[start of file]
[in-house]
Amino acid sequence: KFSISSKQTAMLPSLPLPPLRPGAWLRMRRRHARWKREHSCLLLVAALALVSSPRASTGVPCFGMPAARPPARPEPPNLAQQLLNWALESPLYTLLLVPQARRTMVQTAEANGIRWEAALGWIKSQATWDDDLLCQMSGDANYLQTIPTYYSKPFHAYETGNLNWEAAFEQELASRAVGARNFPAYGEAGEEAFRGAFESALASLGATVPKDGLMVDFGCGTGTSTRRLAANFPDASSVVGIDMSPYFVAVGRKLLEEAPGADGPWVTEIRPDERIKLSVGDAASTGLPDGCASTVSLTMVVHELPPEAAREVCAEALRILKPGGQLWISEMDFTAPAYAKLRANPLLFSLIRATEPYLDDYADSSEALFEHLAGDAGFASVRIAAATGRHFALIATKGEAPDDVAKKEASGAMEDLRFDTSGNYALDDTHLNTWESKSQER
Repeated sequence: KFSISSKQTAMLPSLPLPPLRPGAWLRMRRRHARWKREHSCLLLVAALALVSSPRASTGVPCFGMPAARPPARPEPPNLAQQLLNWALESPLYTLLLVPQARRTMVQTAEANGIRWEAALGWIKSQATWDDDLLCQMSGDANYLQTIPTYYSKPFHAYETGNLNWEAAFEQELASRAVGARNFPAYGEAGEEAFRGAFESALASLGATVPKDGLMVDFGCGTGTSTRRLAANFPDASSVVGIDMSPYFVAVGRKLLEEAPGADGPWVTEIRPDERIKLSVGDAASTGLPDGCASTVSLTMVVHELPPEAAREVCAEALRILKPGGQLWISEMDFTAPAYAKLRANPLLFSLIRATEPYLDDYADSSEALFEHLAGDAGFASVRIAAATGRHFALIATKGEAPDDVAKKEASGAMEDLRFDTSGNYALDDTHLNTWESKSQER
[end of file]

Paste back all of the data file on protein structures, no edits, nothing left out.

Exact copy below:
[in-house]
Amino acid sequence: KFSISSKQTAMLPSLPLPPLRPGAWLRMRRRHARWKREHSCLLLVAALALVSSPRASTGVPCFGMPAARPPARPEPPNLAQQLLNWALESPLYTLLLVPQARRTMVQTAEANGIRWEAALGWIKSQATWDDDLLCQMSGDANYLQTIPTYYSKPFHAYETGNLNWEAAFEQELASRAVGARNFPAYGEAGEEAFRGAFESALASLGATVPKDGLMVDFGCGTGTSTRRLAANFPDASSVVGIDMSPYFVAVGRKLLEEAPGADGPWVTEIRPDERIKLSVGDAASTGLPDGCASTVSLTMVVHELPPEAAREVCAEALRILKPGGQLWISEMDFTAPAYAKLRANPLLFSLIRATEPYLDDYADSSEALFEHLAGDAGFASVRIAAATGRHFALIATKGEAPDDVAKKEASGAMEDLRFDTSGNYALDDTHLNTWESKSQER
Repeated sequence: KFSISSKQTAMLPSLPLPPLRPGAWLRMRRRHARWKREHSCLLLVAALALVSSPRASTGVPCFGMPAARPPARPEPPNLAQQLLNWALESPLYTLLLVPQARRTMVQTAEANGIRWEAALGWIKSQATWDDDLLCQMSGDANYLQTIPTYYSKPFHAYETGNLNWEAAFEQELASRAVGARNFPAYGEAGEEAFRGAFESALASLGATVPKDGLMVDFGCGTGTSTRRLAANFPDASSVVGIDMSPYFVAVGRKLLEEAPGADGPWVTEIRPDERIKLSVGDAASTGLPDGCASTVSLTMVVHELPPEAAREVCAEALRILKPGGQLWISEMDFTAPAYAKLRANPLLFSLIRATEPYLDDYADSSEALFEHLAGDAGFASVRIAAATGRHFALIATKGEAPDDVAKKEASGAMEDLRFDTSGNYALDDTHLNTWESKSQER